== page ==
Tell us about a highlight from your career and why it is significant to you.
There’s a few, but one of the big ones was when I was at Amnesty International, we were one of the first sections in the world to do automated email petitions, which sounds really weird now because everyone’s doing it. In 2011, there was a guy called Troy Davis who was on death row, and had been on death row since 1989 in Georgia. He was accused of murder, and in 2011 when he was up for the death penalty, people around the world were campaigning on his behalf. It was a bit dodgy back then and there was a reasonable chance it wasn’t him. At Amnesty International, our policy was always and still is, that the death penalty is against human rights, and it shouldn’t be relevant regardless of whether someone is guilty or not. In this case it was worse, because there were still questions lingering around whether he was actually guilty or not. As one of the first organisations to have automated emails, we had set ours up earlier than everyone else, and one of the advantages of living in Aotearoa is our time difference, and so when we’re up and about, there’s several hours before anyone else is awake. Because of that, we managed to crash Georgia’s Corrections Department’s service. Basically, it was a denial service attack, like what hackers do today. We were ridiculously proud of it, because we were a little team of two people in Aotearoa and we managed to pull off something like that. We got media interest from all the wrong places, because it was the tech media that was interested, not the human rights and the news media. But it was really amazing to see that Aotearoa “can do” attitude. Unfortunately, the story has a sad ending and regardless of what we did and the worldwide attention on the case, Troy was still executed in 2011, the week we did all that work. It’s one of my most bittersweet career moments – we did all the right things, but it still didn’t work.
What are you working on now?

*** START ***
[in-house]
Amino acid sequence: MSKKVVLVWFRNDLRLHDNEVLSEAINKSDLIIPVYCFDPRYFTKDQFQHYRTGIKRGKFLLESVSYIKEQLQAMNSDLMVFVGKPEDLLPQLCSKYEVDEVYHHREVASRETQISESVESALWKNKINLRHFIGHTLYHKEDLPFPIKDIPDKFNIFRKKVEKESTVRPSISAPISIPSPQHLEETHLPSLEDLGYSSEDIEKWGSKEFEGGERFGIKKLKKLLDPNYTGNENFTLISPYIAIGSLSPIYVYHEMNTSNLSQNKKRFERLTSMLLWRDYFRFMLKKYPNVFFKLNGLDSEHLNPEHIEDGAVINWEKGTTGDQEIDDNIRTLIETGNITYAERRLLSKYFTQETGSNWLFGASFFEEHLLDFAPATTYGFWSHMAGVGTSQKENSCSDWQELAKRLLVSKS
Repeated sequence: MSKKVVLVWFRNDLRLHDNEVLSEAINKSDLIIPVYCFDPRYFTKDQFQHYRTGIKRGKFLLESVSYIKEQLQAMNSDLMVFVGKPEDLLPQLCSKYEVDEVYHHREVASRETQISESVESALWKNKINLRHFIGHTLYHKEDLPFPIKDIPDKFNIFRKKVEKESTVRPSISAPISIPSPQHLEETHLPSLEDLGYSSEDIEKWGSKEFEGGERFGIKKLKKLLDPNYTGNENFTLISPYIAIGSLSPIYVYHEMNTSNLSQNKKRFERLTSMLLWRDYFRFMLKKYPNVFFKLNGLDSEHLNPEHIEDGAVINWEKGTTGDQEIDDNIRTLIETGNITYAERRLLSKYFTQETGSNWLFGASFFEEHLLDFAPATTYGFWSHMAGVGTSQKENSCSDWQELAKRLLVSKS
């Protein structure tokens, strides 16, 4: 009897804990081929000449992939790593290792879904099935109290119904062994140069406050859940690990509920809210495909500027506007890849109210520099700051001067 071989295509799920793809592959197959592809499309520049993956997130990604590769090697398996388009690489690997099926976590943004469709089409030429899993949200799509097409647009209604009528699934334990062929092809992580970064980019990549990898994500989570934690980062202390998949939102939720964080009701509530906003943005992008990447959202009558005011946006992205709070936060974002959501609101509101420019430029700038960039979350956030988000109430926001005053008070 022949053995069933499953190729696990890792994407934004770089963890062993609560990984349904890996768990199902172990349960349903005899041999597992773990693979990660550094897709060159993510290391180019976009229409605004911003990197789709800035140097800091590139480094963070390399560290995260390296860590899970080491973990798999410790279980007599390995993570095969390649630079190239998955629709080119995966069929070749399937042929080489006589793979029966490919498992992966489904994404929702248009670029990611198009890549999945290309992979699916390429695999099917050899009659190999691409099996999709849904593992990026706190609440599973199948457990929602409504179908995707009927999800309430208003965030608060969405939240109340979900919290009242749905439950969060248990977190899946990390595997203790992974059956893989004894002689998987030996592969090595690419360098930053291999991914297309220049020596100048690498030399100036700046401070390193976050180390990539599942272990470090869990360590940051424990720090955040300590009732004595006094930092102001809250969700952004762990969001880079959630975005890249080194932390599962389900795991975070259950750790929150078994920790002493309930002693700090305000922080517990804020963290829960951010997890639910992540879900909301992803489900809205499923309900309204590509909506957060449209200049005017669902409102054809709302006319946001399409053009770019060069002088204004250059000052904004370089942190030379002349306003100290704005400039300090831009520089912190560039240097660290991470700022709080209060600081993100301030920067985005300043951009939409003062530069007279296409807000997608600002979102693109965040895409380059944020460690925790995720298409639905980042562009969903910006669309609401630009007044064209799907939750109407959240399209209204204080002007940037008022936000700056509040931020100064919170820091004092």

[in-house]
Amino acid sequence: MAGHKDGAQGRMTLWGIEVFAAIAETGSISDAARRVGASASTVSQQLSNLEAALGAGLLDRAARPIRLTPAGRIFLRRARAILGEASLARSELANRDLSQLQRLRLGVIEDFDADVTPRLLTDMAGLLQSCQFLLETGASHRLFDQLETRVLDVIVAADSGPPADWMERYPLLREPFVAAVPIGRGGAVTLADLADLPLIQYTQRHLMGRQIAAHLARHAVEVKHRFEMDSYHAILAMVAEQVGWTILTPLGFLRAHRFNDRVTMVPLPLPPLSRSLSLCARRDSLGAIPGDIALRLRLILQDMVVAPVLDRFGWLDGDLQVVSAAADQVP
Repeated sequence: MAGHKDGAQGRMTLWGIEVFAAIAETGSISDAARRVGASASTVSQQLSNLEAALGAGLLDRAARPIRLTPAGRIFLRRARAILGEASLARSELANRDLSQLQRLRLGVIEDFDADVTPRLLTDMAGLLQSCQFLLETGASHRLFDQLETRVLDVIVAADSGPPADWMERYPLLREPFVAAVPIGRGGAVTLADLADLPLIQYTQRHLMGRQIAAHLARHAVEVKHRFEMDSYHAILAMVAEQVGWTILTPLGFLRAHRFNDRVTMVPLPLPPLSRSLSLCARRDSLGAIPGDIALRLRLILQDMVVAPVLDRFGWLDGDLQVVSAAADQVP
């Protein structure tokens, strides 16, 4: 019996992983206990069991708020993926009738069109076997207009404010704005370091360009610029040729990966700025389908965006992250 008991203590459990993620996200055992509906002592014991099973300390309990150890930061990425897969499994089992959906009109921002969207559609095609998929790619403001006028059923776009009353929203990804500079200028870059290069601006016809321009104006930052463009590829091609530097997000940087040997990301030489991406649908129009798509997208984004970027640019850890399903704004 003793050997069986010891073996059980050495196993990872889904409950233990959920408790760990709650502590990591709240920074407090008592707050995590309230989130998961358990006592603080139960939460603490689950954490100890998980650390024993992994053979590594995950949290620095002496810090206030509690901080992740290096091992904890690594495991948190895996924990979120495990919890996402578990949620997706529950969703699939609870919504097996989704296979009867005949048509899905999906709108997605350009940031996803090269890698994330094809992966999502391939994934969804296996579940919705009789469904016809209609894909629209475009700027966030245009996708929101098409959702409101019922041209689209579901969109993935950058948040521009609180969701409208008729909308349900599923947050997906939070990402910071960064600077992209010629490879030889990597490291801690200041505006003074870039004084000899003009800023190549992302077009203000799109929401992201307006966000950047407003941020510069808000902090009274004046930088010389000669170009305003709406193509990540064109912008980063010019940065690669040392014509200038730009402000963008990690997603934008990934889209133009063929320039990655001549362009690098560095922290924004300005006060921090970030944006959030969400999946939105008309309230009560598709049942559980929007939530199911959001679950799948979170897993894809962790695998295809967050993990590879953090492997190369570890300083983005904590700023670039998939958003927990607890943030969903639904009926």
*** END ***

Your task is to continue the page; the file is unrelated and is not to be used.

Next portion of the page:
My job now is with the Pam Fergusson Charitable Trust, and I’m their Head of Professional Development, so the head of their education team. My team go out to kura and schools nationwide and we teach the teachers digital technologies. So in 2018, there was a new curriculum being put forward by the government and by 2020 it was meant to be in place. So we’re supporting schools that are either putting it in place or already have it in place to come up with new ways to do things. I find it really fun, and it’s cool when I get to show people who think their jobs don’t involve tech at all. Our amazing Kaiako, our teachers nationwide, are really good at their jobs, and have been doing their jobs the same way for many years. So when we introduce technology, that’s what we call digital fluency – that idea that you know how to use tech to do things. Last year with COVID-19, it means even more that we’re doing this today. In March last year, with the first lockdown, a lot of schools just weren’t ready. And the really sad thing, which is why I work with the Pam Fergusson Charitable Trust instead of with a company or corporate, is because we seek to democratise tech, so a lot of the schools that were ready couldn’t go ahead, because the teachers that were ready had students that didn’t have access to anything at home. For us, it’s part of this ‘we think technology is amazing’ and the reason I’m still involved in things like SheSharp is because democratising tech and the idea of who is allowed to do tech is really important for me. I recently heard on the Guilty Feminist podcast, the best quote about this. “We see so much stuff from white middle aged straight men, and if you think about it, they’re actually a minority in the world, so it’s really great that we’re showing minorities on our screens and represented on our boards, but if only they would give other minorities a chance, that’d be great.” The thing is, everyone is unique in different ways and most people are minorities, and there are only so many ways you can group things, but we need to ensure that we reach equity and not just look at a box-ticking exercise of ‘equality’. If there have been multiple generations of a marginalised community not represented, then trying to reach equal numbers today is not redressing that inequity. As a society, we need to understand the difference between everything being the same and people having equity and justice.